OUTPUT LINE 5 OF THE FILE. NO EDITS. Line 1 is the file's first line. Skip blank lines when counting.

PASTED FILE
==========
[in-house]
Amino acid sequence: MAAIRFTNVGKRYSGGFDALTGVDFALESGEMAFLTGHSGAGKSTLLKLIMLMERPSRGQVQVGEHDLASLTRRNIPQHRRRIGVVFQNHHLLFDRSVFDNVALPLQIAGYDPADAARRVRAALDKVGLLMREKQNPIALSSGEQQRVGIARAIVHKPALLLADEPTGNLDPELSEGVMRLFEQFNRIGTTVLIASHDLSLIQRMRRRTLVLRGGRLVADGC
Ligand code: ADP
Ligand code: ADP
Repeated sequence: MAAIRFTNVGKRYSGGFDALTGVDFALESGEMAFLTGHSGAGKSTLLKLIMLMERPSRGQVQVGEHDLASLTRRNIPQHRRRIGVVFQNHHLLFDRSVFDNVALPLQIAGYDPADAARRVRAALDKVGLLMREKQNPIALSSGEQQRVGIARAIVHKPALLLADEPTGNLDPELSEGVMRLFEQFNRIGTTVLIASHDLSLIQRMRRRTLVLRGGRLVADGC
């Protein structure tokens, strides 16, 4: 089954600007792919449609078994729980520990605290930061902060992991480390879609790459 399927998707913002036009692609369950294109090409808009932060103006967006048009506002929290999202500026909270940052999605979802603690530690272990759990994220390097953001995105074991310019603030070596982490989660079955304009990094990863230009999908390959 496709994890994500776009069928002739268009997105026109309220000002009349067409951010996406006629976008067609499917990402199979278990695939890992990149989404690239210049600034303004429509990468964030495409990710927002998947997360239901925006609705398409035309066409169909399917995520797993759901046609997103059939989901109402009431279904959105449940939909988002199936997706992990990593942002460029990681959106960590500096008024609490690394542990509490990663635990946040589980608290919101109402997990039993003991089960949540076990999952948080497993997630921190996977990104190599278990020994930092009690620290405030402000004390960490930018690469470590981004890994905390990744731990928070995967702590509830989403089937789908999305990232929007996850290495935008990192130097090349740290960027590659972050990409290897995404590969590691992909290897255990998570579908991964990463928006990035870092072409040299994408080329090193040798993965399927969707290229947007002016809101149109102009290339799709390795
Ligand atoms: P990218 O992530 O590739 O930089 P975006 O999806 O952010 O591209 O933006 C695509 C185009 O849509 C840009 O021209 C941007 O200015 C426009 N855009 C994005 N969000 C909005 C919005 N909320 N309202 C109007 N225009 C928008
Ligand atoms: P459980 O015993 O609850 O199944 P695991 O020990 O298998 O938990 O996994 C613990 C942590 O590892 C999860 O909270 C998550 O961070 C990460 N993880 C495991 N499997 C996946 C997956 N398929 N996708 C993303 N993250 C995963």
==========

Repeated sequence: MAAIRFTNVGKRYSGGFDALTGVDFALESGEMAFLTGHSGAGKSTLLKLIMLMERPSRGQVQVGEHDLASLTRRNIPQHRRRIGVVFQNHHLLFDRSVFDNVALPLQIAGYDPADAARRVRAALDKVGLLMREKQNPIALSSGEQQRVGIARAIVHKPALLLADEPTGNLDPELSEGVMRLFEQFNRIGTTVLIASHDLSLIQRMRRRTLVLRGGRLVADGC